Donkey & Goat Lily’s Pet Nat

Regular price $42.00

Winemaker: Jared & Tracey Brandt

Appellation: El Dorado, California

Grape Varieties: Chardonnay

Pet Nat, short for pétillant naturel, can be made from any grape variety (this one is Chardonnay) and is a simpler and ancient way to make sparkling wine. In its purest form, as ours is, the ingredients are limited to grapes (with no Sulphur added). After spontaneous fermentation begins, but before it is complete, the wine is bottled and fermentation continues, creating those delicious bubbles. Jared made our first Lily'sin 2011 and ten years later it remains our go-to wine for brunch, lunch, picnics and beach days. This wine will please many palates and is made for al fresco dining, preferably with your shoes off.

Donkey & Goat was founded in 2004 on ecological principles driving decisions in both the vineyard and the cellar which was quite a few years before the term Natural Wine was coined in America! Known for being pioneers and one of the first to list ingredients on the label, our wines are handcrafted at our Berkeley winery from organic and biodynamically farmed vineyards in the Sierra Nevada, Mendocino County, and Napa Valley. We follow the same ethos in making the wines resulting in wine that are vibrant and alive and best enjoyed around a table full of food and circled with family and friends.

We only work with a handful of growers because it allows us to better focus. We go to great lengths to find growers that will truly partner with us on our winemaking voyage. We are hugely interested in biodynamic farming and all of our growers follow sustainable agricultural practices. While we certainly monitor the typical metrics (sugars and acids) we believe the only way to call a pick date is by examining the plant and its fruit in the vineyard, tasting the berries, evaluating the skins and seeds and ultimately going with our gut instinct.
Many wineries ferment white wines in wood. For reasons that we speculate are first driven by operational concerns, many small lot producers ferment in square plastic bins. We are skeptical of this practice in general and know through experimentation that wood is a far superior material for our fermentations. We employee wood in many sizes and concrete for all but our sparkling wine which is made in stainless steel. We find our wood vats to be superior for insulation, dimensions for cap formation and permeability of oxygen. And we feel good about the fact this metabolic process, which interacts with the vat, is happening in a vessel with no potentially nasty chemicals leaching into the wines.
We only allow wild or native yeast to make our wines. Or we do NOT add cultured yeasts for our primary fermentation or inoculate for malo-lactic fermentation. We believe that by letting the native yeasts do what they’ve been doing for thousands of years our fermentations go dry with little to no problems during fermentation and most important, the flavor profile is superior. We also generally like to follow the guideline that if we can not ingest it then we don’t put it in the wine which means we do not add enzymes to enhance color, tannins, or any other characteristic. Our wines include what Mother Nature gave them.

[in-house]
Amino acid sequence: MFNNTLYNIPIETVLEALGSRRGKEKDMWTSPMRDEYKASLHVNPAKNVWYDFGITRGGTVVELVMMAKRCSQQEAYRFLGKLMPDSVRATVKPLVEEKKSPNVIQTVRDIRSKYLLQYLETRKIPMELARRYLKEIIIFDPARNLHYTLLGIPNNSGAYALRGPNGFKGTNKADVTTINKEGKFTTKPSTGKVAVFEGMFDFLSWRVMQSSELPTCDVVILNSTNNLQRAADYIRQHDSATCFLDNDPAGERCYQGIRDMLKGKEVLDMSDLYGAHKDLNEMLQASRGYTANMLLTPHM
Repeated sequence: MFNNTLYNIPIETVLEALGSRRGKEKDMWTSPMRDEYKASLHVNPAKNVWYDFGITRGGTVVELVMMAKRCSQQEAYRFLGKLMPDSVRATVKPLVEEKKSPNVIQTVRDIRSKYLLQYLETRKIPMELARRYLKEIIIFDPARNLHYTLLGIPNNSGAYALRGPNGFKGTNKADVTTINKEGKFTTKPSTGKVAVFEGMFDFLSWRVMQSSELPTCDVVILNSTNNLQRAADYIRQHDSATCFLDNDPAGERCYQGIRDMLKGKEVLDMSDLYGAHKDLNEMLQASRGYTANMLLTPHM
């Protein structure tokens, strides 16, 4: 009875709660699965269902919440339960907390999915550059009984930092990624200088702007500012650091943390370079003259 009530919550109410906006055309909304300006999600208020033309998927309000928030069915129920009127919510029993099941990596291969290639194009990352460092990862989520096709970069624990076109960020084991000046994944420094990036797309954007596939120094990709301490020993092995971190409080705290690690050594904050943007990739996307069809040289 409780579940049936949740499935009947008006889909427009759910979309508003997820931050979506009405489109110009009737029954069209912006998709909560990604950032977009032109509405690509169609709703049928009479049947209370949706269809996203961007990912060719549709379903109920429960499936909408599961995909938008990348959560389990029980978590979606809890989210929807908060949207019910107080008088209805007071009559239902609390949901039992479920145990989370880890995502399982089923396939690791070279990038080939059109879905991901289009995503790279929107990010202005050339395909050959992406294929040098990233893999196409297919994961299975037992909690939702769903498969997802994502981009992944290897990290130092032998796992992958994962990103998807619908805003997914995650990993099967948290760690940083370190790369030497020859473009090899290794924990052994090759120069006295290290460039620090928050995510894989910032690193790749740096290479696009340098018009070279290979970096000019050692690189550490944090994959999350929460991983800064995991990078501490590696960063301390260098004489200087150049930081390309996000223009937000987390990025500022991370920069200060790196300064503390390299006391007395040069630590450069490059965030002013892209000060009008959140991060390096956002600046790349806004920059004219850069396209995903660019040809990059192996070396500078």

Every grape that goes into our wine goes down the sorting table where we examine the grapes and remove MOG (material other than grapes) like leaves, twigs, frogs, lizards, spiders and occasionally buttons?!?! If we do have any issues on the sorting table (like rot, bird damage, diseased plants, etc) the whole cluster of questionable grapes is placed in a bin destined for the triage table. After the primary sort is completed we sort back through the triage bin at a much slower pace.
We like skin contact on many of our white wines and we love the influence of varying amounts (depends on varietal and vintage) of whole cluster grapes in our red wines. When we do remove the stems that is it – we do not use the crusher part of our destemmer. If we need more juice in the vat we foot stomp (pigeage à pied). It has worked since the Romans and still works just fine today. We like the results better than that of the crusher and our helpers have a huge amount of fun each year channeling Lucy.
We are extreme in our limited uses of sulfur, often getting an earful from lab technicians about the risks we face with such low levels. They are correct but we think we can mitigate our risk with extreme care and cleanliness and to date have been rewarded with superior wines.
We try to never say never because while we pontificate with the best of them the reality is we are trying to build a small business built on making the best wine possible and that invariably saying “never” may come back to haunt us. However I think we can safely say we never have and never will cold or heat stabilize our wine. Not that it is a terrible thing. We just think prioritizing clarity above flavor and aroma is the wrong thing to do. As a result our cloudy Chardonnay will always loose a clarity contest but boy does it taste good! We do not say “never’ when it comes to fining or filtering. We do operate on the assumption that we are not going to fine or filter but occasionally there are good reasons to do so in order to make the best wine possible. You can always tell what we’ve done because those wines that were not filtered advertise that fact on the front label.